Following a tip of better weather along the Columbia River, I drive west, and north, toward the deep, wet canyon of the Columbia River Gorge. Within the Gorge contains so much of the story of the Chinookan people.
A few months ago, I met up with a small group that was learning to build traditional salmon fishing tools. They carved delicate spear tips from dogwoods along the streams that flow from the heights of Mount Hood into the Columbia. I sat with the students on the rocks of a river.
One of the students was a forty-five year old, clean-cut, muscled man who described himself as a former military pilot, and a Republican. He felt that the world, or at least North America, may be on its way to collapse, and he cited environmental and political factors that would lead to an apocolyptic America. He said, "My family doesn't listen to me about what's happening. But when it happens, they won't make it. I will, because I'm learning what it takes to survive."
The other student was much younger. He had long hair and wore muted green tones. He was between jobs, between studies, and had given up his car for a bike. "It's not just the emissions," he said. "It's all the materials that go into building cars too." The younger student seemed to be learning about native survival not for lofty ambitions of post-apocolyptic survival, but because of a fascination with the wild.
While talking with me, he had been quietly knocking two stones against each other. He was knapping one of the rocks into the shape of an ax - a technique he had been learning over the past several weeks.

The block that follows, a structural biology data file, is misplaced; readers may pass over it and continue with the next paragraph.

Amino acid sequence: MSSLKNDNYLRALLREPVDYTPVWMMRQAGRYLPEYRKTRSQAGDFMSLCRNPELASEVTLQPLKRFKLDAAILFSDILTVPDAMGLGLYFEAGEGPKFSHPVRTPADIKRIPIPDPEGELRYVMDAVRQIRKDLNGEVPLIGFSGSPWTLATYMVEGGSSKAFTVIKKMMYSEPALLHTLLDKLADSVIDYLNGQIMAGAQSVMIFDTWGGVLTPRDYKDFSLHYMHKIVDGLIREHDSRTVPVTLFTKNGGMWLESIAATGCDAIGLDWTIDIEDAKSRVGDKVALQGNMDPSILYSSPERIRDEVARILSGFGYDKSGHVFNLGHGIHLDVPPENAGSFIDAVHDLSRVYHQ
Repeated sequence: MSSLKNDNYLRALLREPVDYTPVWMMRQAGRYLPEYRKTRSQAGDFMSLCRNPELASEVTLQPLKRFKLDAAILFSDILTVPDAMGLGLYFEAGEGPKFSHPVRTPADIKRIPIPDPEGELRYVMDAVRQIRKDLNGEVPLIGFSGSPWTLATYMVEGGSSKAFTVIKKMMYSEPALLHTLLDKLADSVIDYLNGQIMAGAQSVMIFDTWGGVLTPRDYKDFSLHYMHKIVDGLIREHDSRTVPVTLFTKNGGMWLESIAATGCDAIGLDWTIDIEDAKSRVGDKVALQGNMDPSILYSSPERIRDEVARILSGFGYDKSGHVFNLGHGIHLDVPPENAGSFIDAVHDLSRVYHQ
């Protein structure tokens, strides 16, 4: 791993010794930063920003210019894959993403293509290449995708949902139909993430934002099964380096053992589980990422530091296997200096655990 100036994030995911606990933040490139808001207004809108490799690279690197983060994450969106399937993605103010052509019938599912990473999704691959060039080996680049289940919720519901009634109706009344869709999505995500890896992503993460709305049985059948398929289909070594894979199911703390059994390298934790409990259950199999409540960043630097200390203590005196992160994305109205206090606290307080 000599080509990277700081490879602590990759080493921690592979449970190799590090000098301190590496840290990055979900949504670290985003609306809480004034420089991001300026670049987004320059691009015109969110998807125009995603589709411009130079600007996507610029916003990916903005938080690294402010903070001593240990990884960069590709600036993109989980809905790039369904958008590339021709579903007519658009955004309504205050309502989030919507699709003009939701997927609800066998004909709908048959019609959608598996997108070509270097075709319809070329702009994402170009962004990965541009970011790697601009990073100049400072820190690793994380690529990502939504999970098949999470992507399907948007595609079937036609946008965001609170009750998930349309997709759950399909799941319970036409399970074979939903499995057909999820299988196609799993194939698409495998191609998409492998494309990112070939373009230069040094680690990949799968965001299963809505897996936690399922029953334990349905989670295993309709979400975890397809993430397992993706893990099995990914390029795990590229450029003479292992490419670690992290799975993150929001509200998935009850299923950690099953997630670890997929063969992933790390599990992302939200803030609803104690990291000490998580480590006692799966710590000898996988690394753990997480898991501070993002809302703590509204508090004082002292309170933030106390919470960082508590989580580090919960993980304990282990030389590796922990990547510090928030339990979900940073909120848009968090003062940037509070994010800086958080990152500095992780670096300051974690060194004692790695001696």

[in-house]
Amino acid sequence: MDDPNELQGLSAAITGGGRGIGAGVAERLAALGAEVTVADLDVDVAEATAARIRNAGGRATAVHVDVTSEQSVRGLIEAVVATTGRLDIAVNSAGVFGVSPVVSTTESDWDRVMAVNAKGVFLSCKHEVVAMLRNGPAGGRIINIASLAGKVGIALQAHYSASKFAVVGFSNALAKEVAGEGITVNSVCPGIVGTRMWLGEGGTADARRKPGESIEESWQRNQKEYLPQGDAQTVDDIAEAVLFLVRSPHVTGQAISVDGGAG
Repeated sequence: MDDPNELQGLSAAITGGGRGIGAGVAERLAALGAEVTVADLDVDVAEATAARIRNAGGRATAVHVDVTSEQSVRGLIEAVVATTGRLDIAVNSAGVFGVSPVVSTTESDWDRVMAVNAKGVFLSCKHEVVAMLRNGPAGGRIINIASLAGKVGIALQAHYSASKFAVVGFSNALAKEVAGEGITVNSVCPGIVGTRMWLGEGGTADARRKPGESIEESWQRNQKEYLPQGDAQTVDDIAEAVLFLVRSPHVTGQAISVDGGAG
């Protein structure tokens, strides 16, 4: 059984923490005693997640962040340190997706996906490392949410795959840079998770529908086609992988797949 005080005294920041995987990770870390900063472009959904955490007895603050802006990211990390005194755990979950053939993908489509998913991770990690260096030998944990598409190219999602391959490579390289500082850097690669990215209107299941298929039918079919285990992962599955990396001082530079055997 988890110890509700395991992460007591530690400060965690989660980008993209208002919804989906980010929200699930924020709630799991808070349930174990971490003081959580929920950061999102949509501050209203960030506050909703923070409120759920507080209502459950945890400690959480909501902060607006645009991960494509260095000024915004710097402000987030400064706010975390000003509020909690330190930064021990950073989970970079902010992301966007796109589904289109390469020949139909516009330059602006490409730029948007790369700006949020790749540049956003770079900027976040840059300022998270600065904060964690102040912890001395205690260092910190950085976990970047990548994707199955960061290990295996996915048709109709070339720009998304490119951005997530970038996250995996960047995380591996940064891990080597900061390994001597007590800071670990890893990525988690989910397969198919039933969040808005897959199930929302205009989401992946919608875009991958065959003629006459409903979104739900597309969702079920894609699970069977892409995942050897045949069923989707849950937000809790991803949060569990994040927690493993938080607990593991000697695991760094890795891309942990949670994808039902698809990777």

The younger student took me on a walk through the dry river, finding plants along the way. "Try this," he would say, collecting miner's lettuce and other small plants. You could eat decently this way - plants in the riverbed, roots on the moist tributary slopes, berries in the mountains. And nearly every season meant salmon or steelhead.
Still, hunting and gathering techniques in the gorge would have little to do with a stone tool from Southeastern Oregon. I drive through rain, and at higher elevation, snow, but when I make it to the gorge, the sun beats down bright. I follow a road near Mosier up to the Rowena Plateau, a place so lush and adorned by by so many wildflowers that people compare it to Kauai and New Caldonia in the same breath.
From here I can see the green of the Pacific Northwest, and the arid, dry, brown of Eastern Oregon - the Rowena Plateau is a transition zone. I look down at the banks of the Columbia River and imagine longhouses, and scores of fishing canoes, nets, traps, spears, salmon on stakes and returning foragers with baskets of mountain fruits.
To learn if the Chinookan may have any impact on the origin of my stone tool, I will have to learn more about their technology, their success as a civilization, and if their trade routes would have stretched to the Indians of the Owyhee region.
And that's why tonight, after the sun sets over a million blue and yellow flowers, I have to head to Washington state to find out how.